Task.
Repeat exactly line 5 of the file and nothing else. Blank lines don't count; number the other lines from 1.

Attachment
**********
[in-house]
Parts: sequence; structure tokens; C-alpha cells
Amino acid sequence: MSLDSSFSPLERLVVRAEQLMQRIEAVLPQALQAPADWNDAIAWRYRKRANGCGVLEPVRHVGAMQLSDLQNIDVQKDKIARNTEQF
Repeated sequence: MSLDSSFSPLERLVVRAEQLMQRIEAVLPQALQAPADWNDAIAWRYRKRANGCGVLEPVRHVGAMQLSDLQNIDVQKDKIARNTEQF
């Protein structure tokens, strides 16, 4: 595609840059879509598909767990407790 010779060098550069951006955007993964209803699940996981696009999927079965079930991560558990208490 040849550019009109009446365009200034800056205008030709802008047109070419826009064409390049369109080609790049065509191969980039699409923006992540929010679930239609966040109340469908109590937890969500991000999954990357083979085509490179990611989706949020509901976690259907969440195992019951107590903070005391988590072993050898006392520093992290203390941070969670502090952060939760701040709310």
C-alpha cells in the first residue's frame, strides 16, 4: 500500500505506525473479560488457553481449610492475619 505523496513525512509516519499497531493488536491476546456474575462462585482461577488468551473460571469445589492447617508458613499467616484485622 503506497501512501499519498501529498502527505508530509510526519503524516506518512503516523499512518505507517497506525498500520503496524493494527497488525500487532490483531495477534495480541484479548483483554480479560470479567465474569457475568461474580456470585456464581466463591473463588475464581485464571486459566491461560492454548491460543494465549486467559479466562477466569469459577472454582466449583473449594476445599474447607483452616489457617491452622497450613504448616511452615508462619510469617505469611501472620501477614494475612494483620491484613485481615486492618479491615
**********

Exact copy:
């Protein structure tokens, strides 16, 4: 595609840059879509598909767990407790 010779060098550069951006955007993964209803699940996981696009999927079965079930991560558990208490 040849550019009109009446365009200034800056205008030709802008047109070419826009064409390049369109080609790049065509191969980039699409923006992540929010679930239609966040109340469908109590937890969500991000999954990357083979085509490179990611989706949020509901976690259907969440195992019951107590903070005391988590072993050898006392520093992290203390941070969670502090952060939760701040709310």